Sitting in a narrow, confined space, such as a plane seat, car seat, or office cubicle, can leave you feeling like you’ve been wearing a straitjacket or full-body cast. You may long for some twists and sidebends to loosen up your spine and torso. But while sitting sidebend stretches may feel great to experienced yoga practitioners and teachers, beginners and stiffer students may struggle to find any enjoyment in them—and they may in fact strain or injure their low backs in the attempt. As a teacher, your understanding of these poses and their benefits can help you motivate students to work appropriately on these asanas, avoid injury, and appreciate their benefits.
Sidebending poses include Parighasana (Gate Pose) and seated forward bends such as Parivrtta Janu Sirsasana (Revolved Head-to-Knee Pose) and Parivrtta Upavistha Konasana (Revolved Wide-Angle Seated Forward Bend). In these positions, the torso bends sideways, which is also called lateral flexion. For example, in lateral flexion to the right (Parivrtta Janu Sirsasana to the right), the left side of the torso stretches and lengthens, while the right side of the ribs and waist shorten. Utthita Trikonasana (Extended Triangle Pose) and Utthita Parsvakonasana (Extended Side Angle Pose) aren’t true side-stretching poses because you’re working in them to keep length in both sides of the waist and ribs.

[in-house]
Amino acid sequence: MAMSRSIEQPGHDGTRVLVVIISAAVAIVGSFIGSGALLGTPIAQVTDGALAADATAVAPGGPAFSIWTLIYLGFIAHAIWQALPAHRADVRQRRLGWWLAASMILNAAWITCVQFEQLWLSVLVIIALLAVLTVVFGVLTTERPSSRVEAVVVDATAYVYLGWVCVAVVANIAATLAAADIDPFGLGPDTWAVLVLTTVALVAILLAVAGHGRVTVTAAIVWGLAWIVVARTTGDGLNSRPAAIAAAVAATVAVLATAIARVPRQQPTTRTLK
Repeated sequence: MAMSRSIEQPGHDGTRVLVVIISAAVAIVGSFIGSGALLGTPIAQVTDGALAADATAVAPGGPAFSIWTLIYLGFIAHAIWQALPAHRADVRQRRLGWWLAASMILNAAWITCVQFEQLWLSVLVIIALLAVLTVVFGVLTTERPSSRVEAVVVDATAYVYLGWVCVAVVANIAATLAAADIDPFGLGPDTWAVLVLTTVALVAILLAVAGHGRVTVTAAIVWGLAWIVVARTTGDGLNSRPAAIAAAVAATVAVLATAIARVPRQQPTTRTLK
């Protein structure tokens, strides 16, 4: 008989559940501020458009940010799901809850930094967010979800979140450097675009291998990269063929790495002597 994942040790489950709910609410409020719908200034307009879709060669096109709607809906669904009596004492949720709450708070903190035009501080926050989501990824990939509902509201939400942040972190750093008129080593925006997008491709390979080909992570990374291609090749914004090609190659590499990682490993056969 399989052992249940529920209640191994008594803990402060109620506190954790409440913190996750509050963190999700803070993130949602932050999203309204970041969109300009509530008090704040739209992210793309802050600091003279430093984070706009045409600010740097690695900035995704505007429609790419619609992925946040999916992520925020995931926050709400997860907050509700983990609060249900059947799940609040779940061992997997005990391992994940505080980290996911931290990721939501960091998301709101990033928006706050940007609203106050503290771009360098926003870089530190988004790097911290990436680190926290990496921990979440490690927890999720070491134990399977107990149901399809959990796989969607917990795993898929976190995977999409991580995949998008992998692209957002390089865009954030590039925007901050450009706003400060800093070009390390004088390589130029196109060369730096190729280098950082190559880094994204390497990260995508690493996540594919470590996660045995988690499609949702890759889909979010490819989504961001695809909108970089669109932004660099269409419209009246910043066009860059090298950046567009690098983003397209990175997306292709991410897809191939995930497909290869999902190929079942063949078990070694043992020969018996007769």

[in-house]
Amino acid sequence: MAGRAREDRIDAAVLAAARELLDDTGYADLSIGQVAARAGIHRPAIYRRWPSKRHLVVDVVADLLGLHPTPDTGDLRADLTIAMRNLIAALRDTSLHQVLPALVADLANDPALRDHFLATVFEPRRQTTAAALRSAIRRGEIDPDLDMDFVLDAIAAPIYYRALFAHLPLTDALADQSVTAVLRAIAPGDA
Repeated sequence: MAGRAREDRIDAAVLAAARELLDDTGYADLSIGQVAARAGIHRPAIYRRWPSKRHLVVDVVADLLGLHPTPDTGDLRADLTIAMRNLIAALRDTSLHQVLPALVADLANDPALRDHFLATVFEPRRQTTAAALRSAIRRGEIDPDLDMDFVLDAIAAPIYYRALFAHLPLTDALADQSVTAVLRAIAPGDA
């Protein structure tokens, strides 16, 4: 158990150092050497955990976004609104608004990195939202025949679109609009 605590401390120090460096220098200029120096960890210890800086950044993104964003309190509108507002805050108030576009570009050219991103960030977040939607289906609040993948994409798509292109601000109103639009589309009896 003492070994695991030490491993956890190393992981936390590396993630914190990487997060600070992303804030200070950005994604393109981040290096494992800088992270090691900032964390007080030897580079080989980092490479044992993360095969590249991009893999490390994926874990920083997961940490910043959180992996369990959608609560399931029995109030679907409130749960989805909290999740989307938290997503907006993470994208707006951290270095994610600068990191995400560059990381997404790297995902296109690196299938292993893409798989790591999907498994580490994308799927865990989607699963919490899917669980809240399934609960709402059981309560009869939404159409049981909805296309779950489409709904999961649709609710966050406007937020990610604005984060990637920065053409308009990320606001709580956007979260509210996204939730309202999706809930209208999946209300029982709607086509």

Side-stretching poses lengthen the muscles between the ribs and pelvis, including parts of the low back, and open the sides of the rib cage, improving rib cage mobility and the expansiveness of the lungs, which makes breathing easier in all situations, including aerobic activities and Pranayama. In sidebends where an arm stretches overhead to reach for the foot, the latissimus dorsi muscle, which extends from the back waist to the armpit, will also stretch.
The All-Important QL
One of the most important muscles stretched during a sidebend is the quadratus lumborum (QL). It sits deep in the back of the waist, attaching to the top of the back pelvis and running up to the lowest rib in the back. When it contracts, it pulls the bottom rib and the pelvis closer together. In standing, the left QL hikes the left pelvis and leg up away from the floor. When you do Trikonasana (Triangle Pose) to the right, it is the strength of the left QL contracting to support the weight of your torso (pulling the left ribs and pelvis toward each other, minimizing sidebending to the right and keeping length in the right waist). The QL can become short and stiff if you regularly spend long hours sitting in chairs, and it can become tight and painful, and even go into spasm, with lower-back and sacroiliac injuries.
In theory, it’s a good idea to regularly practice sidebends to keep the QL, latissimus dorsi, and rib cage supple and flexible. However, tight hamstrings and adductors (inner thigh muscles that pull the thighs together) can throw a wrench into this theory. That’s because these leg muscles attach to the sitting bone (ischial tuberosities) and pubic bone, and when they’re tight, they limit the ability of the pelvis to move, which “freezes” the pelvis in an upright position.